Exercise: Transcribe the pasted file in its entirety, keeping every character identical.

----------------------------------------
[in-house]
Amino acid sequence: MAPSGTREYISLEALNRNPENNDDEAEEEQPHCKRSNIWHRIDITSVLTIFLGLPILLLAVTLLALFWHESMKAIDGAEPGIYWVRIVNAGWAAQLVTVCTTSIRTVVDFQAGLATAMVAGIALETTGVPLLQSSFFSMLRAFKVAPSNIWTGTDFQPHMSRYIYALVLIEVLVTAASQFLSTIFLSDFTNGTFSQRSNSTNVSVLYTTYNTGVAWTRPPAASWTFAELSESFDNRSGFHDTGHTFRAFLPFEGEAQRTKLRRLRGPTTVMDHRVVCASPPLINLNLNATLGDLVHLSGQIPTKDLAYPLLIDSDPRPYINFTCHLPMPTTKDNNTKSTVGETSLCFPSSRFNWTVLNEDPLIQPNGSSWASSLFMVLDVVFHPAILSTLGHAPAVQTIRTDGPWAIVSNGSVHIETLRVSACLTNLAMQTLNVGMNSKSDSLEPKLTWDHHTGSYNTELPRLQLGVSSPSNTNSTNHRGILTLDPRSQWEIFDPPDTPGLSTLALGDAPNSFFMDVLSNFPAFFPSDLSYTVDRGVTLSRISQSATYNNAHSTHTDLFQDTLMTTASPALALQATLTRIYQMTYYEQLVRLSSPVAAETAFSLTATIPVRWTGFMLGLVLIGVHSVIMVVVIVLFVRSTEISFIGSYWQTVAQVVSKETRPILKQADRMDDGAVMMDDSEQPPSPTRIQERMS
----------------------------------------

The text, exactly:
[in-house]
Amino acid sequence: MAPSGTREYISLEALNRNPENNDDEAEEEQPHCKRSNIWHRIDITSVLTIFLGLPILLLAVTLLALFWHESMKAIDGAEPGIYWVRIVNAGWAAQLVTVCTTSIRTVVDFQAGLATAMVAGIALETTGVPLLQSSFFSMLRAFKVAPSNIWTGTDFQPHMSRYIYALVLIEVLVTAASQFLSTIFLSDFTNGTFSQRSNSTNVSVLYTTYNTGVAWTRPPAASWTFAELSESFDNRSGFHDTGHTFRAFLPFEGEAQRTKLRRLRGPTTVMDHRVVCASPPLINLNLNATLGDLVHLSGQIPTKDLAYPLLIDSDPRPYINFTCHLPMPTTKDNNTKSTVGETSLCFPSSRFNWTVLNEDPLIQPNGSSWASSLFMVLDVVFHPAILSTLGHAPAVQTIRTDGPWAIVSNGSVHIETLRVSACLTNLAMQTLNVGMNSKSDSLEPKLTWDHHTGSYNTELPRLQLGVSSPSNTNSTNHRGILTLDPRSQWEIFDPPDTPGLSTLALGDAPNSFFMDVLSNFPAFFPSDLSYTVDRGVTLSRISQSATYNNAHSTHTDLFQDTLMTTASPALALQATLTRIYQMTYYEQLVRLSSPVAAETAFSLTATIPVRWTGFMLGLVLIGVHSVIMVVVIVLFVRSTEISFIGSYWQTVAQVVSKETRPILKQADRMDDGAVMMDDSEQPPSPTRIQERMS